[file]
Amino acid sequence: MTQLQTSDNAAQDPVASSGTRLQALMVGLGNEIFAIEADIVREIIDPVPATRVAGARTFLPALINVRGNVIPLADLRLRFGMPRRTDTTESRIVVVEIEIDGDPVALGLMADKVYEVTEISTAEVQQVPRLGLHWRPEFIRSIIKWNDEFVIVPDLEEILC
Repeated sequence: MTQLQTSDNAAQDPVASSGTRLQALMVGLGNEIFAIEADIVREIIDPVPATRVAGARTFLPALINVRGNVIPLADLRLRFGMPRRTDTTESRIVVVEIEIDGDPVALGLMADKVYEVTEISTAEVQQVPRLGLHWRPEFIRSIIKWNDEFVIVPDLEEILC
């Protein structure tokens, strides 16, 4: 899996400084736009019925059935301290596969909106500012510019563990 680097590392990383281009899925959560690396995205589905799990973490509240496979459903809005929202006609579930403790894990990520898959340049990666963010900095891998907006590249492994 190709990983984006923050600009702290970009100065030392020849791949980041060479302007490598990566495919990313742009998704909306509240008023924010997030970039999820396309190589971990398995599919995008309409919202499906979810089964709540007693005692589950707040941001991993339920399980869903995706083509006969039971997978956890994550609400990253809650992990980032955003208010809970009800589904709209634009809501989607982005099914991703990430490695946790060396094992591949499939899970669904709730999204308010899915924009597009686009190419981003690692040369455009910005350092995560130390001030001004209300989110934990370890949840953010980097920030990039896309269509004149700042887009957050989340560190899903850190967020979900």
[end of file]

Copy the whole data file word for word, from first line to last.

Amino acid sequence: MTQLQTSDNAAQDPVASSGTRLQALMVGLGNEIFAIEADIVREIIDPVPATRVAGARTFLPALINVRGNVIPLADLRLRFGMPRRTDTTESRIVVVEIEIDGDPVALGLMADKVYEVTEISTAEVQQVPRLGLHWRPEFIRSIIKWNDEFVIVPDLEEILC
Repeated sequence: MTQLQTSDNAAQDPVASSGTRLQALMVGLGNEIFAIEADIVREIIDPVPATRVAGARTFLPALINVRGNVIPLADLRLRFGMPRRTDTTESRIVVVEIEIDGDPVALGLMADKVYEVTEISTAEVQQVPRLGLHWRPEFIRSIIKWNDEFVIVPDLEEILC
């Protein structure tokens, strides 16, 4: 899996400084736009019925059935301290596969909106500012510019563990 680097590392990383281009899925959560690396995205589905799990973490509240496979459903809005929202006609579930403790894990990520898959340049990666963010900095891998907006590249492994 190709990983984006923050600009702290970009100065030392020849791949980041060479302007490598990566495919990313742009998704909306509240008023924010997030970039999820396309190589971990398995599919995008309409919202499906979810089964709540007693005692589950707040941001991993339920399980869903995706083509006969039971997978956890994550609400990253809650992990980032955003208010809970009800589904709209634009809501989607982005099914991703990430490695946790060396094992591949499939899970669904709730999204308010899915924009597009686009190419981003690692040369455009910005350092995560130390001030001004209300989110934990370890949840953010980097920030990039896309269509004149700042887009957050989340560190899903850190967020979900």